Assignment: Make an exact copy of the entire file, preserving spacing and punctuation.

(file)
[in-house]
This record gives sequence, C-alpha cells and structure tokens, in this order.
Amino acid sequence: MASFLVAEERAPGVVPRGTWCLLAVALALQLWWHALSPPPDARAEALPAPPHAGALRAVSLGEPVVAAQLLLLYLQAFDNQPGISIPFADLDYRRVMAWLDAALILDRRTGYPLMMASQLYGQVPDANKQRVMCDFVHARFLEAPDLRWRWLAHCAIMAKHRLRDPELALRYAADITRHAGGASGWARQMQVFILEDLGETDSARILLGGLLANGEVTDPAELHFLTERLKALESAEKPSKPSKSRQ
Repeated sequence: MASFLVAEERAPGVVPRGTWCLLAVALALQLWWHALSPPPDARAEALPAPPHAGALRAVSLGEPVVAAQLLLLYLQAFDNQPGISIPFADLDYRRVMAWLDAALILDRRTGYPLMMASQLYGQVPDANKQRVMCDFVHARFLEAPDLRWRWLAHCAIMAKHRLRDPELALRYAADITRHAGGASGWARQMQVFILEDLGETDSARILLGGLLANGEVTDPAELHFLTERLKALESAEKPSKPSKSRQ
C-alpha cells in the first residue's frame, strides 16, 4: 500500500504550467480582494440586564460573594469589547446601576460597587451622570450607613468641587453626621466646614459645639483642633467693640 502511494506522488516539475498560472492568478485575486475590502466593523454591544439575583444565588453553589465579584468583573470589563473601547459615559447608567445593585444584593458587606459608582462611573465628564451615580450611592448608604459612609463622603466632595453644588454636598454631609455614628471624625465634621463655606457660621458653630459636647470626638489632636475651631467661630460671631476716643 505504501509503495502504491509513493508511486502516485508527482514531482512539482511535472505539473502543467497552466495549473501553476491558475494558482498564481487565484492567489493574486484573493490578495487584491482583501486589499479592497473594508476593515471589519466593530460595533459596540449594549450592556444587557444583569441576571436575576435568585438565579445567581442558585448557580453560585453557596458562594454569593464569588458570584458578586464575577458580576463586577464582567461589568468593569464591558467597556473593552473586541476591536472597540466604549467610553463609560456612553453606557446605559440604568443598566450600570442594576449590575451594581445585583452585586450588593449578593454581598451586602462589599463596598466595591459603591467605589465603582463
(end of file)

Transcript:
[in-house]
This record gives sequence, C-alpha cells and structure tokens, in this order.
Amino acid sequence: MASFLVAEERAPGVVPRGTWCLLAVALALQLWWHALSPPPDARAEALPAPPHAGALRAVSLGEPVVAAQLLLLYLQAFDNQPGISIPFADLDYRRVMAWLDAALILDRRTGYPLMMASQLYGQVPDANKQRVMCDFVHARFLEAPDLRWRWLAHCAIMAKHRLRDPELALRYAADITRHAGGASGWARQMQVFILEDLGETDSARILLGGLLANGEVTDPAELHFLTERLKALESAEKPSKPSKSRQ
Repeated sequence: MASFLVAEERAPGVVPRGTWCLLAVALALQLWWHALSPPPDARAEALPAPPHAGALRAVSLGEPVVAAQLLLLYLQAFDNQPGISIPFADLDYRRVMAWLDAALILDRRTGYPLMMASQLYGQVPDANKQRVMCDFVHARFLEAPDLRWRWLAHCAIMAKHRLRDPELALRYAADITRHAGGASGWARQMQVFILEDLGETDSARILLGGLLANGEVTDPAELHFLTERLKALESAEKPSKPSKSRQ
C-alpha cells in the first residue's frame, strides 16, 4: 500500500504550467480582494440586564460573594469589547446601576460597587451622570450607613468641587453626621466646614459645639483642633467693640 502511494506522488516539475498560472492568478485575486475590502466593523454591544439575583444565588453553589465579584468583573470589563473601547459615559447608567445593585444584593458587606459608582462611573465628564451615580450611592448608604459612609463622603466632595453644588454636598454631609455614628471624625465634621463655606457660621458653630459636647470626638489632636475651631467661630460671631476716643 505504501509503495502504491509513493508511486502516485508527482514531482512539482511535472505539473502543467497552466495549473501553476491558475494558482498564481487565484492567489493574486484573493490578495487584491482583501486589499479592497473594508476593515471589519466593530460595533459596540449594549450592556444587557444583569441576571436575576435568585438565579445567581442558585448557580453560585453557596458562594454569593464569588458570584458578586464575577458580576463586577464582567461589568468593569464591558467597556473593552473586541476591536472597540466604549467610553463609560456612553453606557446605559440604568443598566450600570442594576449590575451594581445585583452585586450588593449578593454581598451586602462589599463596598466595591459603591467605589465603582463